FINISHING high school is a significant event for teenagers, but for Ryan Shayler-Rouvray it was a milestone he never thought he would achieve.
The 17-year-old joined hundreds of other students who walked out of the gates for the last time on Friday.
It was an emotional battle for Ryan who has dyslexia and an intellectual disability.
He suffered bullying at various schools.
"It was heart-breaking. He would cry and cry. It was all over Facebook and at school," mum Roberta Shayler said.
"He was bullied for four years non-stop. The kids constantly picked on him. Kids threatened to bash him if he signed up for footy."
It was Ryan's inner strength that got him through.
Ryan is a keen rugby league player and used the sport as a way of releasing his anger.
"I'm on the Wallabies team and I have been playing footy for six years," Ryan said.
"I took all my anger out on the other teams by tackling them."
But it was Ryan's final transition in Year 11 - to Gladstone State High School - that changed his life for the better.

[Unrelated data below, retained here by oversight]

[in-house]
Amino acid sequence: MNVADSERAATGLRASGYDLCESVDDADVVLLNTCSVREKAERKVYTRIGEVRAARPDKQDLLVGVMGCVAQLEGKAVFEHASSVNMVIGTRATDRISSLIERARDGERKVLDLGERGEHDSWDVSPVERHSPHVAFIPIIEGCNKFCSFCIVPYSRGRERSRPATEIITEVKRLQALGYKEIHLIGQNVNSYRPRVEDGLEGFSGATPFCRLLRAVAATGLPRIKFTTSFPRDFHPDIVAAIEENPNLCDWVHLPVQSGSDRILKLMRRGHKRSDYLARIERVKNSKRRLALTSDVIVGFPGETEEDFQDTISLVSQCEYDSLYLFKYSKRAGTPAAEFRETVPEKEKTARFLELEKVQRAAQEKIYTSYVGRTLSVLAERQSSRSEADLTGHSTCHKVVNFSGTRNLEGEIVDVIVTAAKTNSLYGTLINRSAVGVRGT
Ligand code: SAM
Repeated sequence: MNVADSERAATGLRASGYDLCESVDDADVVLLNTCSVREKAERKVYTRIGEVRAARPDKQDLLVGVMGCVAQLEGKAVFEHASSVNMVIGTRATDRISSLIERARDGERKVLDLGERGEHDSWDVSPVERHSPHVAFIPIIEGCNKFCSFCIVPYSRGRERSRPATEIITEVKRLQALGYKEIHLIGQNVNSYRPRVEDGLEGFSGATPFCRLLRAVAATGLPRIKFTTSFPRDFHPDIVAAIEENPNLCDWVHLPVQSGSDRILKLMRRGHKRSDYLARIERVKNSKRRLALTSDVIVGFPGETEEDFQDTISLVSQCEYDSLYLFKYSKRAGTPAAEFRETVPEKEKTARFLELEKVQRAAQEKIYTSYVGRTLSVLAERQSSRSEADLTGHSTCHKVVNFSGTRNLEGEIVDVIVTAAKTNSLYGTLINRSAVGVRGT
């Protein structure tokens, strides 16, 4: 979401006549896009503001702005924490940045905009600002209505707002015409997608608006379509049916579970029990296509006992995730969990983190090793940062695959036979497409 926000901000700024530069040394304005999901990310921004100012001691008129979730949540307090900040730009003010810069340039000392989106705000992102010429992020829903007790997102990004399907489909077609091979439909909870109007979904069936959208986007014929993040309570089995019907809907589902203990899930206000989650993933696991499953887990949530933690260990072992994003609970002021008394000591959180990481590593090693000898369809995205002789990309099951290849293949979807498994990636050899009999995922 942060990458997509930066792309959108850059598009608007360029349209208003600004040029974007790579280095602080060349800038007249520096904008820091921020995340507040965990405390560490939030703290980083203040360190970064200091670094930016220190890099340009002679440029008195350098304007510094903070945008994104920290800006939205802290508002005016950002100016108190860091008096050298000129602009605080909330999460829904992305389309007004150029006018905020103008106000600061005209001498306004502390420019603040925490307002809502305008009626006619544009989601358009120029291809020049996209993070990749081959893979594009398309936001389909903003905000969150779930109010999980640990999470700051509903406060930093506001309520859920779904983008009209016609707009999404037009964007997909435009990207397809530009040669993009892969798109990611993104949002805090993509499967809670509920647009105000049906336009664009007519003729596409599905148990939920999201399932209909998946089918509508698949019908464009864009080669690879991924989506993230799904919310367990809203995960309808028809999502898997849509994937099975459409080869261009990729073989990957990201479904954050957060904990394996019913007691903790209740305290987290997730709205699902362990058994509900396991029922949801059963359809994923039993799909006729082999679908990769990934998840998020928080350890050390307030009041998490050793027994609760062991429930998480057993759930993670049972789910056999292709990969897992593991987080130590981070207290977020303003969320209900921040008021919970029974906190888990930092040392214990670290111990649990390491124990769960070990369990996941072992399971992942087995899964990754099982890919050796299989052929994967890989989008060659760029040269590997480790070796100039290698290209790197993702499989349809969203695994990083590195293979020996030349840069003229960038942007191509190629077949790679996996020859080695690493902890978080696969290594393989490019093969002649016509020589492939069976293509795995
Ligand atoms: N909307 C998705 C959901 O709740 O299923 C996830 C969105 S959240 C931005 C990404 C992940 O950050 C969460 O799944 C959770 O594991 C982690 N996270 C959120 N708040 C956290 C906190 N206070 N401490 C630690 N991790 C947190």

"We enrolled him in the special education program," Mrs Shayler said.
"It was a completely different ball park. He would never miss a day of school."
Ryan found a group of mates, tried hard with his subjects and got a job at IGA.
Mrs Shayler said she was very emotional when Ryan graduated, feeling as though she too had graduated.
"I am so proud of him. He's held me up a lot of times," she said.
Ryan turns 18 on Sunday.
"I am very proud of myself. I pulled through it all," he said.
"I want to be a carpenter. I like hands-on stuff. I don't think my dream to be a famous football player for the Cowboys will happen," he laughed.
He recently applied for a traineeship at Gladstone Ports Authority to obtain machinery tickets.
Update your news preferences and get the latest news delivered to your inbox.